While around 10% of Americans have diabetes, almost one-third have prediabetes. At Wilmington Adult Medicine, internal medicine physician Stephen Liederbach, MD, has extensive experience diagnosing and treating patients from in or around Wilmington, North Carolina, who have diabetes or prediabetes. His patient-focused approach to care can help you manage your glucose levels and reduce your risk of dangerous complications. Call or schedule a consultation online today for expert diabetes management.
Diabetes is a chronic health condition that affects the way your body either produces or uses insulin. Insulin is a hormone made in your pancreas that helps your body convert glucose into energy.
There are three common types of diabetes: Type 1, Type 2, and gestational.
Type 1 diabetes develops when an autoimmune condition destroys the insulin-producing cells in your pancreas. This form of the disease usually emerges during childhood and requires supplemental insulin.
Type 2 diabetes is the most prevalent type of the condition. It occurs when your body stops using insulin correctly and your glucose levels rise. Your body responds by producing more insulin, but eventually, it can’t keep up with your needs.
Some women develop gestational diabetes during the second trimester of pregnancy. The placenta releases a hormone that can interfere with insulin use. While the disease usually subsides soon after childbirth, it can increase your risk of getting Type 2 diabetes later on.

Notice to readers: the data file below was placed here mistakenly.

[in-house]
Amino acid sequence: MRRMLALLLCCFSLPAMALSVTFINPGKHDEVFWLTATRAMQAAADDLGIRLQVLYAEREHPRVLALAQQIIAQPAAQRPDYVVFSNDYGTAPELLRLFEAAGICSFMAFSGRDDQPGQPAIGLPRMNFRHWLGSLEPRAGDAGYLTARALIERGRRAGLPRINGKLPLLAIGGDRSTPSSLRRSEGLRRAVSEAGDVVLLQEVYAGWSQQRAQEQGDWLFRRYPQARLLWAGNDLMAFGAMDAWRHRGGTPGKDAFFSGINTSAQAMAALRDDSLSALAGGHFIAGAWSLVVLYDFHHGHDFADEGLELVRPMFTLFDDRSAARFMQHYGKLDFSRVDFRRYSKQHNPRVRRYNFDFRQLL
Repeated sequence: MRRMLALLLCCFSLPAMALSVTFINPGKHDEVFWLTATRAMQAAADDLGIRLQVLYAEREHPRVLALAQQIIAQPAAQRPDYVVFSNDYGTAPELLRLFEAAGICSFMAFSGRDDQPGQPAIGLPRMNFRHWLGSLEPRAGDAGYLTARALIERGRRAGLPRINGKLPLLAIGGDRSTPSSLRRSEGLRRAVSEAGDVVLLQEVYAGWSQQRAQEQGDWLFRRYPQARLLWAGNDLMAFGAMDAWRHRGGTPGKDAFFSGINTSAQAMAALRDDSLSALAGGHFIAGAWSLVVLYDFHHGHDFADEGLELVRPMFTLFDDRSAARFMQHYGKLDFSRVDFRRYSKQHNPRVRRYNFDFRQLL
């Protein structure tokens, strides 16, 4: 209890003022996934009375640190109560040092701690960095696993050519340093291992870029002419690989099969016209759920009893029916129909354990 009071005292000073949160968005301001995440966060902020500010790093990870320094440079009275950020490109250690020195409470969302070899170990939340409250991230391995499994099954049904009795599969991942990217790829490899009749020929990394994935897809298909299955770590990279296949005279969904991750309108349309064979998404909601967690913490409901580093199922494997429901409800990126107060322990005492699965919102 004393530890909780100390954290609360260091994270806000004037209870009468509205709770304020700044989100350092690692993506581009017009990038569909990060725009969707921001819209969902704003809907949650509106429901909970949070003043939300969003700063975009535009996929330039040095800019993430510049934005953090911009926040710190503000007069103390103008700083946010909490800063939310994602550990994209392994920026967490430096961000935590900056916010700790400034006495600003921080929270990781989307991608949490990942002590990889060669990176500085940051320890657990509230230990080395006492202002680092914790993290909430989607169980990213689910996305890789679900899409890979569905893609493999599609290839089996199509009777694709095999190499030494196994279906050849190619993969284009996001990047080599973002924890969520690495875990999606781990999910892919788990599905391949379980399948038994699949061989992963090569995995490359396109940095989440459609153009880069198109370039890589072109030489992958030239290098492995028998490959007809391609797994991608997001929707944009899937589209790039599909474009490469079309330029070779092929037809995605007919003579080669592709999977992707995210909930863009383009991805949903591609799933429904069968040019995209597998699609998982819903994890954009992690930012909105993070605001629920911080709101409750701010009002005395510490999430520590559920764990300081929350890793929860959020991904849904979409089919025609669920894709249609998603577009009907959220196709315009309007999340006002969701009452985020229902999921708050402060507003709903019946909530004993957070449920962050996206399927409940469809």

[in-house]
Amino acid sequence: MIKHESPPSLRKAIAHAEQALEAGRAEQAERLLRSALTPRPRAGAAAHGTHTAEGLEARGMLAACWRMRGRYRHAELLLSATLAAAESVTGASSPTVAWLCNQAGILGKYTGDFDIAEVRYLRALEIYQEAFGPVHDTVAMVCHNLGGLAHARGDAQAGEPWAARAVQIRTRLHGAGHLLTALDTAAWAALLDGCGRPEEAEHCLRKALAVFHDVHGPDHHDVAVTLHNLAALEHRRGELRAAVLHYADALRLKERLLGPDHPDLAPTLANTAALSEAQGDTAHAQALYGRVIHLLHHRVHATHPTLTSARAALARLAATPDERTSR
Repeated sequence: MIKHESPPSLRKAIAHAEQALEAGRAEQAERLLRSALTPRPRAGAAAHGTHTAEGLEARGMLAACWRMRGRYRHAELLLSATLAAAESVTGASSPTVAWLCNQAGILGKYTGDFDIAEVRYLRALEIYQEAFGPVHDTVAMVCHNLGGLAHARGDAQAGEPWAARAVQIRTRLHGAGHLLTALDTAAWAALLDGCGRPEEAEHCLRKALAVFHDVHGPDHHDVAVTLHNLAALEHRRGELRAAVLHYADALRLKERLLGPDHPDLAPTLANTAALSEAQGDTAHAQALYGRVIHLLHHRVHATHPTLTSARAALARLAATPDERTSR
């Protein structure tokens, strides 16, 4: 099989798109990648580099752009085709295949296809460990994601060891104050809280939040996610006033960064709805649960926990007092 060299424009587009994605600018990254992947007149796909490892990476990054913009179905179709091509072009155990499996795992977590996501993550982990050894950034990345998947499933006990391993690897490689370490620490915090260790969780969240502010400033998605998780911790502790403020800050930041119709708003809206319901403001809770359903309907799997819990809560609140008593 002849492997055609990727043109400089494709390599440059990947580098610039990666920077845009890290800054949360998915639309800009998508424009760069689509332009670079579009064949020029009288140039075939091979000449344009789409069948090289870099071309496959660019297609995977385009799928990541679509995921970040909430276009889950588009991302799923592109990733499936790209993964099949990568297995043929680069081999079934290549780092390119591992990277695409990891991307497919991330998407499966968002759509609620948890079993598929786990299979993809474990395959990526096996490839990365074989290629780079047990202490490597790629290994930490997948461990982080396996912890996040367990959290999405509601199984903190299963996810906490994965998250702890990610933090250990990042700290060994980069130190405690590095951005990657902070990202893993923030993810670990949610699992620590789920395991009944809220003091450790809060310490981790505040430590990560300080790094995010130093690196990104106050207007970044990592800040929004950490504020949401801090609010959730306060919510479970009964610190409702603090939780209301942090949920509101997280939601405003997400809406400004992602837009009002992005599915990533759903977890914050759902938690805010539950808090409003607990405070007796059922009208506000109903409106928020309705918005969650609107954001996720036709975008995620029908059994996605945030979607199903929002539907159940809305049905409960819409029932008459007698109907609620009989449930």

Prediabetes is a warning sign of your risk of Type 2 diabetes. Your body isn’t using insulin correctly, but your glucose levels aren’t high enough for a clinical diabetes diagnosis.
Diabetes can cause a variety of symptoms, including:
Diabetes and prediabetes can also develop without causing any noticeable symptoms. The best way to monitor your risk of diabetes is to have routine blood work during your annual physicals.
If your complete blood panel shows elevated glucose levels, Dr. Liederbach orders additional testing to check how your body processes glucose. Testing involves a simple blood test called an A1c.
Dr. Liederbach often begins by recommending changes to your diet and exercise habits. If you have prediabetes, early-stage Type 2 diabetes, or gestational diabetes, you might be able to control your condition with lifestyle changes.
However, if you have Type 1 diabetes or advanced Type 2 diabetes, you might need to take insulin every day and implement healthy lifestyle choices to manage your disease.
Unmanaged diabetes can lead to severe complications ranging from blindness to ulcers, gangrene, and amputation.
If you’re concerned about diabetes, call Wilmington Adult Medicine or make an appointment online today.